You don't have to be a grown-up to pursue photography or movie-making. Giving your child a camera can open their eyes to the world, and provide you with insight on what it looks like from their perspective.
But you don't want to spend a ton of money on a camera for a young kid who might break or lose it, nor do you want to give a teenager something that's oversimplified and doesn't give them room to learn and grow as an artist.
We've highlighted several good choices here, including tough cameras that can withstand drops, a DIY construction project, and analog options to teach kids what things were like before the world went digital.
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1Nikon Coolpix W100
Nikon's waterproof, easy-to-use, and inexpensive Coolpix W100 is our top choice for younger kids. It sells for around $150 and is rated to survive drops from 5.9 feet and go as deep as 33 feet underwater. It's a perfect first camera thanks to big, easy-to-press buttons and a tough design. at
2Olympus Tough TG-5
When you outgrow the W100, the Olympus Tough TG-5 is a fine upgrade. It's tougher, rated to survive drops from 7 feet and go as deep as 50 feet underwater, and it's also a big step up in image quality. It has an f/2 lens, captures video at 4K, and also shoots in Raw format. A high magnification macro shooting mode encourages creativity, as does slow-motion video support. But you pay a high price, about $450, so this one is a better choice for a teen who can be trusted not to lose the camera. at
Looking for a project to do with your school-age child? The Lomo Konstruktor is a learning tool and a camera. It's an all-plastic 35mm SLR that comes to you in pieces. After removing all of its parts from plastic trees, it's up to you to build it. At just $35 it's not a big investment, and even if you never run a roll of film through it, it teaches budding engineers what makes a camera work. at
4GoPro Hero5 Session
If your kid is more into video than stills, the $200 GoPro Hero5 Session is a good way to go. This compact video camera is waterproof, mountable, and captures footage at up to 4K quality. It has a number of slow-motion options when you drop down to 1080p, and can also speed up time with an in-camera time-lapse mode. at
5Fujifilm Instax Mini 9
At just $70, the Fuji Instax Mini 9 is a perfect first instant camera. It's inexpensive (though you'll have to feed it film, at roughly $0.70 per image), and has big rounded edges so it's comfortable to hold. Kids will need to learn to set the exposure, but it's just a matter of lining up a notch on the lens control ring with a light. The only other control is the shutter button. at
6Canon PowerShot Elph 190 IS
The Elph 190 IS is a solid choice for elementary and middle school kids—it's not ruggedized, so keep it away from the young ones. It's very small, but packs big zoom power and Wi-Fi. Aside from the zoom, it doesn't offer an advantage over a flagship smartphone in terms of image quality, but at $120, it's a lot less expensive compared with an iPhone X or Galaxy S8. at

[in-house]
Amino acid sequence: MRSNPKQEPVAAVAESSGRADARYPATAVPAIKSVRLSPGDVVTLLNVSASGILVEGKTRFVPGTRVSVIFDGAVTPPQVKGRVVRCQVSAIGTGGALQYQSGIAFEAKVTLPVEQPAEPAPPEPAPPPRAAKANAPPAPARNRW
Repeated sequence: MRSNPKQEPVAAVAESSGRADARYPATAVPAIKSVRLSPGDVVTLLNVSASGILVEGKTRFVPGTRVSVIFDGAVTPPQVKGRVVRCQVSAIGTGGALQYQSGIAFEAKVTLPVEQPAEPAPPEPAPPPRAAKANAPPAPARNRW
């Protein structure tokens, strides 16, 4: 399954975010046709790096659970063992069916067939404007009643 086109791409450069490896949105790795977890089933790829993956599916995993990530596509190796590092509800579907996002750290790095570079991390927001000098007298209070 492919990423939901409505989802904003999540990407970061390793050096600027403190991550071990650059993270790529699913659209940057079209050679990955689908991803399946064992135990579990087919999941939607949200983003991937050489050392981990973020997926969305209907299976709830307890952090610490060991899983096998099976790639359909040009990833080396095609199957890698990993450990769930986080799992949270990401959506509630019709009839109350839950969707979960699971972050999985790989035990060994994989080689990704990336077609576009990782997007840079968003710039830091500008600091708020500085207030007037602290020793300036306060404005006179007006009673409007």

7Apple iPod touch
If your child isn't old enough for a smartphone, the iPod touch is worth a look. It has a capable 8MP rear camera, but more importantly it gives kids access to the app-based photo and video editing tools they'll use as they get older. The 32GB version sells for $199 and the 128GB edition is available for $299. at
8Canon EOS M100
If your budding photographer has outgrown a point-and-shoot, think about an interchangeable lens camera. The Canon EOS M100 sells for $550 with a starter zoom lens, and includes a tilting touch LCD and Wi-Fi. It's smaller than an SLR, but offers the same creative possibilities, especially since its mirrorless design means it can use any old manual focus lens if you can find the right type of adapter. You'll probably want to wait until junior high or high school for a camera of this level. at
If your teen wants to go with the more traditional SLR form factor, the Nikon D3300 is our pick for a first model. It offers strong image quality, an optical viewfinder, and has a mic input (for budding filmmakers). There's also a guided shooting mode, which explains aperture and shutter speeds in plain language, so your kid can learn the basics of exposure. at
The Pentax K1000 is the classic student camera. The 35mm SLR had its heyday, but if your teen goes to a school that teaches photography the old-fashioned way, the K1000 is the best example of an all manual, all analog 35mm camera. Track one down, load up a roll of Tri-X, and take in the aroma of those lovely darkroom chemicals. (Photo Credit: antalaron)
There are a few approaches you can take to teaching your young one to actually use a camera. Allowing them to experiment is a good start, but also consider a more structured environment, like a photo class. And make sure to check out our story on photo tips for beginners.
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